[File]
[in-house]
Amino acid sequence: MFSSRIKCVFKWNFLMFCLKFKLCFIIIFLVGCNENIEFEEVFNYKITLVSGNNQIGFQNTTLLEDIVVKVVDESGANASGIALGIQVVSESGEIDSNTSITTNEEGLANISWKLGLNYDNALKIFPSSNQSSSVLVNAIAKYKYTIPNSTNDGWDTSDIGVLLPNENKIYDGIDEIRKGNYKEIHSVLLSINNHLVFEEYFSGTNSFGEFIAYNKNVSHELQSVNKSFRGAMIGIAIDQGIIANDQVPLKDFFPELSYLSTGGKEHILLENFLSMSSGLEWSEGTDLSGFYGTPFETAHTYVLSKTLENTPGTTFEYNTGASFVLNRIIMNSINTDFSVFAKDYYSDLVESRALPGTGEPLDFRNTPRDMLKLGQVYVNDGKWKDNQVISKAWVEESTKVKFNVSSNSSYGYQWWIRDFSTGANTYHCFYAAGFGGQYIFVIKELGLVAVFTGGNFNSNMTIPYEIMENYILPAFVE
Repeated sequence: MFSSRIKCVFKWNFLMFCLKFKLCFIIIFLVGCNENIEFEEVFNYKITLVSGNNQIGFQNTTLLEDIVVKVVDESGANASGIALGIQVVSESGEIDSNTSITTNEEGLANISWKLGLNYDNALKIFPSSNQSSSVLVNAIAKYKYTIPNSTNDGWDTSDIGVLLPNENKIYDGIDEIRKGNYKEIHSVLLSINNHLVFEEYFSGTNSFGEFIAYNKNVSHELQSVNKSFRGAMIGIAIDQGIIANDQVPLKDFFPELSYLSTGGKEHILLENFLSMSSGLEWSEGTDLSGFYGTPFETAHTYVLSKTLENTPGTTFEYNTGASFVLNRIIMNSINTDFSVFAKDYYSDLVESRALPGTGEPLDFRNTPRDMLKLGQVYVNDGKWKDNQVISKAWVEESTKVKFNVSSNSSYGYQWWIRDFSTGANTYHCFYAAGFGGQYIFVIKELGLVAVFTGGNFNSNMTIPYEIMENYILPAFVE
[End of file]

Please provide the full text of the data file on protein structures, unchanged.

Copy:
[in-house]
Amino acid sequence: MFSSRIKCVFKWNFLMFCLKFKLCFIIIFLVGCNENIEFEEVFNYKITLVSGNNQIGFQNTTLLEDIVVKVVDESGANASGIALGIQVVSESGEIDSNTSITTNEEGLANISWKLGLNYDNALKIFPSSNQSSSVLVNAIAKYKYTIPNSTNDGWDTSDIGVLLPNENKIYDGIDEIRKGNYKEIHSVLLSINNHLVFEEYFSGTNSFGEFIAYNKNVSHELQSVNKSFRGAMIGIAIDQGIIANDQVPLKDFFPELSYLSTGGKEHILLENFLSMSSGLEWSEGTDLSGFYGTPFETAHTYVLSKTLENTPGTTFEYNTGASFVLNRIIMNSINTDFSVFAKDYYSDLVESRALPGTGEPLDFRNTPRDMLKLGQVYVNDGKWKDNQVISKAWVEESTKVKFNVSSNSSYGYQWWIRDFSTGANTYHCFYAAGFGGQYIFVIKELGLVAVFTGGNFNSNMTIPYEIMENYILPAFVE
Repeated sequence: MFSSRIKCVFKWNFLMFCLKFKLCFIIIFLVGCNENIEFEEVFNYKITLVSGNNQIGFQNTTLLEDIVVKVVDESGANASGIALGIQVVSESGEIDSNTSITTNEEGLANISWKLGLNYDNALKIFPSSNQSSSVLVNAIAKYKYTIPNSTNDGWDTSDIGVLLPNENKIYDGIDEIRKGNYKEIHSVLLSINNHLVFEEYFSGTNSFGEFIAYNKNVSHELQSVNKSFRGAMIGIAIDQGIIANDQVPLKDFFPELSYLSTGGKEHILLENFLSMSSGLEWSEGTDLSGFYGTPFETAHTYVLSKTLENTPGTTFEYNTGASFVLNRIIMNSINTDFSVFAKDYYSDLVESRALPGTGEPLDFRNTPRDMLKLGQVYVNDGKWKDNQVISKAWVEESTKVKFNVSSNSSYGYQWWIRDFSTGANTYHCFYAAGFGGQYIFVIKELGLVAVFTGGNFNSNMTIPYEIMENYILPAFVE